Showing posts from April, 2021

The Power (2021)

Set in 1973, writer-director Corinna Faith’s feature debut tells of student nurse Val (Rose Williams) who is forced to work the night shift in an old Victorian hospital in London’s east end. Her first night coincides with scheduled power cuts across Britain as the result of miners’ strikes. With most of the patients and staff transferred to another hospital for the night, only a skeleton crew remains to look after two wards powered by a generator. It soon becomes apparent to Val, who harbours a deep fear of the dark stemming from abuse she suffered as a child, that they are not alone. Someone, or some thing , makes its terrifying presence felt as it stalks the young nurse through the darkened hallways of the hospital...  With its brilliantly simple yet chilling premise, The Power is an atmospheric slow-burn of a ghost story. Like all good ghost stories, this too is steeped in tragedy. Faith establishes a brooding, creepy atmosphere, initially keeping everything rather suggestive. The

Shirley (2020)

When Rose Nemser's (Odessa Young) husband attains a teaching assistant position at Bennington College, Vermont, the couple are invited to stay with Professor Stanley Hyman (Michael Stuhlbarg) and his wife, the infamous mystery and horror author Shirley Jackson (Elizabeth Moss), whose most recent short story 'The Lottery' is causing quite a stir. Before long, tensions mount within the house and Shirley begins work on a new novel about a missing girl...  Adapted by screenwriter Sarah Gubbins from Susan Scarf Merrell’s 2014 novel of the same name, Shirley is an unusual biopic that sidesteps the conventions of the form as it is more inspired by Jackson’s work than her actual life. Merrell’s novel, equal parts dark literary thriller and enthralling love letter to Shirley Jackson and her haunting body of work, is a fictionalised account of a period in Jackson’s life. Like the novel, this adaptation takes as much artistic licence as it perfectly evokes the atmosphere of Jackson’

I Am Nancy (2011)

Actress and producer Heather Langenkamp is best known for her role as Nancy Thompson in Wes Craven’s classic chiller A Nightmare on Elm Street (1984). Directed by Arlene Marechal, I Am Nancy  is an exploration of Langenkamp's experience portraying the heroine and of the impact of the film and its antagonist, Freddy Krueger, on pop-culture. It follows Langenkamp as she attends horror conventions around the world and talks with fans about what attracts them to horror, specifically the A Nightmare on Elm Street films , and what the characters of Nancy and Freddy mean to them.  The film follows on from  Never Sleep Again: The Elm Street Legacy , a 2010 documentary chronicling the entire  A Nightmare on Elm Street  franchise, which was executive produced and narrated by Langenkamp, who felt a number of issues were not explored in enough depth. By questioning why heroine Nancy was eclipsed by villain Freddy Kreuger, Langenkamp’s own investigation touches upon wider issues about hero wo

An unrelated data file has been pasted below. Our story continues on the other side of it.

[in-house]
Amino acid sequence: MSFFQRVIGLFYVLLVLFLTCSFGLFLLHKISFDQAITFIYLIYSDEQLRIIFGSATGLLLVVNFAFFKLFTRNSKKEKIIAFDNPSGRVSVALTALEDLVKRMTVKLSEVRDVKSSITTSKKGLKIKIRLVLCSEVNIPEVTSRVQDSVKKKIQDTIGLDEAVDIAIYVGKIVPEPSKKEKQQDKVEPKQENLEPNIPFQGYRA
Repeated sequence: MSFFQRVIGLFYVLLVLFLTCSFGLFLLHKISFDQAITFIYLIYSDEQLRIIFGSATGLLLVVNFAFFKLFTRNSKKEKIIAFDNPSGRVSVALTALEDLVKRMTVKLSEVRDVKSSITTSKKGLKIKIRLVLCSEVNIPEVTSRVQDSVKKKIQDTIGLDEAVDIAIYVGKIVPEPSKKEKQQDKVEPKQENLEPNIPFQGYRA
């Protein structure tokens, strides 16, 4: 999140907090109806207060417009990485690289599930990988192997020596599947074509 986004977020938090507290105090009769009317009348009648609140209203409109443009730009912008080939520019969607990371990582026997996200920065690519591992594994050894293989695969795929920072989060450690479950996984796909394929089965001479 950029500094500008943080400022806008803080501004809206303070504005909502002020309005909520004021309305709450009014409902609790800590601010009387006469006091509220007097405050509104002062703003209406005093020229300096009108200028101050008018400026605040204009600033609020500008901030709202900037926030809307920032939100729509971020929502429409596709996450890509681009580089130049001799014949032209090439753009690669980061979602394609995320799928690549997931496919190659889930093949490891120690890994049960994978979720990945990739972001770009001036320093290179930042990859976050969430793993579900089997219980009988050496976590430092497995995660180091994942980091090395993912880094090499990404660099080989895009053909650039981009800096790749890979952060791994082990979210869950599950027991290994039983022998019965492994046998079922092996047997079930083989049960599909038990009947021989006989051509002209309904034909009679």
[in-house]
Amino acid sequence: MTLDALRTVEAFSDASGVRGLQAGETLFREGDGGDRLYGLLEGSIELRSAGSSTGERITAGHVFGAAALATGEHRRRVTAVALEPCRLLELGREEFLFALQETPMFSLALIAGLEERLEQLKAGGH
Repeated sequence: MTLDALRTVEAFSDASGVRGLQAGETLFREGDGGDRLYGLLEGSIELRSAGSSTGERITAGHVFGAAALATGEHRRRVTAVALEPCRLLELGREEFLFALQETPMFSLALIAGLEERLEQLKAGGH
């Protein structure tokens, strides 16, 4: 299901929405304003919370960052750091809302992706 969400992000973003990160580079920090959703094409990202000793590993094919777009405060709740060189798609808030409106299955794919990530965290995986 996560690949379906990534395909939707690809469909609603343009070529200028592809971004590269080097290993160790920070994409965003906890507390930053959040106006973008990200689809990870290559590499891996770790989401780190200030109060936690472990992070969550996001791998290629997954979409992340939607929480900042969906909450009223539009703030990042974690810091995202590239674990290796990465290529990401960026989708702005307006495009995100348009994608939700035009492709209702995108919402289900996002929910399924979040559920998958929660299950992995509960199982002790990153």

Pet Sematary Two (1992)

After the death of his mother, teenager Jeff (Edward Furlong) and his veterinarian father move to her hometown to start a new life for themselves. When Jeff befriends Drew, the stepson of the local sheriff, he learns of an ancient Native American burial ground deep in the forest outside of town that, according to local legend, has the power to raise the dead. When the sheriff shoots Drew’s beloved dog, the boys decide to see if there’s any truth to the lore, with mainly schlocky consequences…  Director Mary Lambert had wanted Pet Sematary Two to pick up the story again with Ellie Creed, the young daughter from the first film, and follow her as she returned to Maine to find out what happened to her parents. Alas, the studio (Paramount) didn’t feel confident that a teenaged girl could carry the film as its protagonist, so they cast… a teenaged boy, instead. Whereas the first film addressed the tragedy of death and the overwhelming power of grief, the sequel, like many other horror title

Pet Sematary (1989)

When the Creed family move into their new home, they discover a pet cemetery in the woods behind their house. After a tragic accident, the grieving father learns through local folklore that another burial ground, much more ancient and deeper into the woods, has the power to raise the dead…  Based on the novel by Stephen King (and adapted for screen by the author) Pet Sematary is a rumination on death, grief and the darkness of the human heart when it wants something so much it doesn’t consider the consequences. King once admitted that of all his work, nothing scared him or troubled him as much as Pet Sematary . In the book’s introduction, he recounts the events that inspired it: ‘I simply took existing elements and threw in that one terrible what if . Put another way, I found myself not just thinking the unthinkable, but writing it down.’ Influenced by WW Jacobs’ short story The Monkey’s Paw , which is also about death, grief and the unspeakable horror that follows when a loved one is